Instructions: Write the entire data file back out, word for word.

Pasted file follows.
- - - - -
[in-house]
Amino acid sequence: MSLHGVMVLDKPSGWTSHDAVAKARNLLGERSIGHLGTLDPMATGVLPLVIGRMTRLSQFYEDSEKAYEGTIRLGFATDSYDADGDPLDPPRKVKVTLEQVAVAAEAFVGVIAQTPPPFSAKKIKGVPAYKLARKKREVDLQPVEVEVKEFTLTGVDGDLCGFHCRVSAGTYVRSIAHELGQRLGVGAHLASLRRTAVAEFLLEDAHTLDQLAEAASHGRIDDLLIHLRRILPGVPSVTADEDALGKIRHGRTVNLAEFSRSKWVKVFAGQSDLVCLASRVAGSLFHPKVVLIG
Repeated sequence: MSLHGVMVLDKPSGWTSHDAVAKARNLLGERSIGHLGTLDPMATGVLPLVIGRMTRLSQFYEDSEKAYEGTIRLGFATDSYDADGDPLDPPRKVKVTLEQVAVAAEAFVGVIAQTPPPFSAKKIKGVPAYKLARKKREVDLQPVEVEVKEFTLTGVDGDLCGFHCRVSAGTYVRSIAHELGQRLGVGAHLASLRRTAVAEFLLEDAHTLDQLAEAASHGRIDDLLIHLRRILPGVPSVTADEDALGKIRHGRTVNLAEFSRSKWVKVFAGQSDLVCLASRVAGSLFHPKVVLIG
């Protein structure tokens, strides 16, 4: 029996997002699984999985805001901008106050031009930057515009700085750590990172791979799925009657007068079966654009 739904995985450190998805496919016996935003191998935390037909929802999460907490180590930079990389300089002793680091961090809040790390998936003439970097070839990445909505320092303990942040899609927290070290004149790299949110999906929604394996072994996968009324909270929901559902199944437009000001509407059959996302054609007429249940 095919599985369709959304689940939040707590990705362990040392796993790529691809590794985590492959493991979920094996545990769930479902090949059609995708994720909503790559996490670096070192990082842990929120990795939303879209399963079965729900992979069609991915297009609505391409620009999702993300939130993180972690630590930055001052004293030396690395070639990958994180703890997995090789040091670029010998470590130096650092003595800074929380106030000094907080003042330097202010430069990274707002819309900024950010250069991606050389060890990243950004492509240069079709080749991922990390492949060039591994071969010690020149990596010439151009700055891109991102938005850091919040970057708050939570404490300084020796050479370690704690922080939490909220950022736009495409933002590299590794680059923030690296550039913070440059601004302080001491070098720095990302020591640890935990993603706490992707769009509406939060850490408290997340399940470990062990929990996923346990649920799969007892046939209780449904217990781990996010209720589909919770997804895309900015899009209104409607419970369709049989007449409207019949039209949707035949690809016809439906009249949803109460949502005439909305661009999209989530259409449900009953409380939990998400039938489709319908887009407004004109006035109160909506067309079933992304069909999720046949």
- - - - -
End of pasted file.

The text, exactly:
[in-house]
Amino acid sequence: MSLHGVMVLDKPSGWTSHDAVAKARNLLGERSIGHLGTLDPMATGVLPLVIGRMTRLSQFYEDSEKAYEGTIRLGFATDSYDADGDPLDPPRKVKVTLEQVAVAAEAFVGVIAQTPPPFSAKKIKGVPAYKLARKKREVDLQPVEVEVKEFTLTGVDGDLCGFHCRVSAGTYVRSIAHELGQRLGVGAHLASLRRTAVAEFLLEDAHTLDQLAEAASHGRIDDLLIHLRRILPGVPSVTADEDALGKIRHGRTVNLAEFSRSKWVKVFAGQSDLVCLASRVAGSLFHPKVVLIG
Repeated sequence: MSLHGVMVLDKPSGWTSHDAVAKARNLLGERSIGHLGTLDPMATGVLPLVIGRMTRLSQFYEDSEKAYEGTIRLGFATDSYDADGDPLDPPRKVKVTLEQVAVAAEAFVGVIAQTPPPFSAKKIKGVPAYKLARKKREVDLQPVEVEVKEFTLTGVDGDLCGFHCRVSAGTYVRSIAHELGQRLGVGAHLASLRRTAVAEFLLEDAHTLDQLAEAASHGRIDDLLIHLRRILPGVPSVTADEDALGKIRHGRTVNLAEFSRSKWVKVFAGQSDLVCLASRVAGSLFHPKVVLIG
């Protein structure tokens, strides 16, 4: 029996997002699984999985805001901008106050031009930057515009700085750590990172791979799925009657007068079966654009 739904995985450190998805496919016996935003191998935390037909929802999460907490180590930079990389300089002793680091961090809040790390998936003439970097070839990445909505320092303990942040899609927290070290004149790299949110999906929604394996072994996968009324909270929901559902199944437009000001509407059959996302054609007429249940 095919599985369709959304689940939040707590990705362990040392796993790529691809590794985590492959493991979920094996545990769930479902090949059609995708994720909503790559996490670096070192990082842990929120990795939303879209399963079965729900992979069609991915297009609505391409620009999702993300939130993180972690630590930055001052004293030396690395070639990958994180703890997995090789040091670029010998470590130096650092003595800074929380106030000094907080003042330097202010430069990274707002819309900024950010250069991606050389060890990243950004492509240069079709080749991922990390492949060039591994071969010690020149990596010439151009700055891109991102938005850091919040970057708050939570404490300084020796050479370690704690922080939490909220950022736009495409933002590299590794680059923030690296550039913070440059601004302080001491070098720095990302020591640890935990993603706490992707769009509406939060850490408290997340399940470990062990929990996923346990649920799969007892046939209780449904217990781990996010209720589909919770997804895309900015899009209104409607419970369709049989007449409207019949039209949707035949690809016809439906009249949803109460949502005439909305661009999209989530259409449900009953409380939990998400039938489709319908887009407004004109006035109160909506067309079933992304069909999720046949």